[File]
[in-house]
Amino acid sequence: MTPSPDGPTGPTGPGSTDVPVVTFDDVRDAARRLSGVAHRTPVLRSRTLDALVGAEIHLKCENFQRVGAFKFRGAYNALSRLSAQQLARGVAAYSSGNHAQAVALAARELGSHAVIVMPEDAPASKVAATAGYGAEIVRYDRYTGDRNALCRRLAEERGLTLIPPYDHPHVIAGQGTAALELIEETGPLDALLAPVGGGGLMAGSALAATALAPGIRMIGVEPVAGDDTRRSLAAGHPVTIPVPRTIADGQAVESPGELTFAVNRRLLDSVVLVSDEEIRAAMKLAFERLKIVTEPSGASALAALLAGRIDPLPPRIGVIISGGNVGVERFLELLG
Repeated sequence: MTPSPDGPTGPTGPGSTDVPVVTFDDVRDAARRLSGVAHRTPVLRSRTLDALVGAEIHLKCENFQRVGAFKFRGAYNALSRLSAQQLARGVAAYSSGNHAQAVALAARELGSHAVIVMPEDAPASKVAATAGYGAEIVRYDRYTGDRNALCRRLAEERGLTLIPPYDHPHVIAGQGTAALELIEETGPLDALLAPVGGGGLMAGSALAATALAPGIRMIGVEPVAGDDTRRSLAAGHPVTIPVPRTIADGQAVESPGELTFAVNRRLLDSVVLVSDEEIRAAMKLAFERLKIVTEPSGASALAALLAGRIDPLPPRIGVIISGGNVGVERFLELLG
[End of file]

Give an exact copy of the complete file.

[in-house]
Amino acid sequence: MTPSPDGPTGPTGPGSTDVPVVTFDDVRDAARRLSGVAHRTPVLRSRTLDALVGAEIHLKCENFQRVGAFKFRGAYNALSRLSAQQLARGVAAYSSGNHAQAVALAARELGSHAVIVMPEDAPASKVAATAGYGAEIVRYDRYTGDRNALCRRLAEERGLTLIPPYDHPHVIAGQGTAALELIEETGPLDALLAPVGGGGLMAGSALAATALAPGIRMIGVEPVAGDDTRRSLAAGHPVTIPVPRTIADGQAVESPGELTFAVNRRLLDSVVLVSDEEIRAAMKLAFERLKIVTEPSGASALAALLAGRIDPLPPRIGVIISGGNVGVERFLELLG
Repeated sequence: MTPSPDGPTGPTGPGSTDVPVVTFDDVRDAARRLSGVAHRTPVLRSRTLDALVGAEIHLKCENFQRVGAFKFRGAYNALSRLSAQQLARGVAAYSSGNHAQAVALAARELGSHAVIVMPEDAPASKVAATAGYGAEIVRYDRYTGDRNALCRRLAEERGLTLIPPYDHPHVIAGQGTAALELIEETGPLDALLAPVGGGGLMAGSALAATALAPGIRMIGVEPVAGDDTRRSLAAGHPVTIPVPRTIADGQAVESPGELTFAVNRRLLDSVVLVSDEEIRAAMKLAFERLKIVTEPSGASALAALLAGRIDPLPPRIGVIISGGNVGVERFLELLG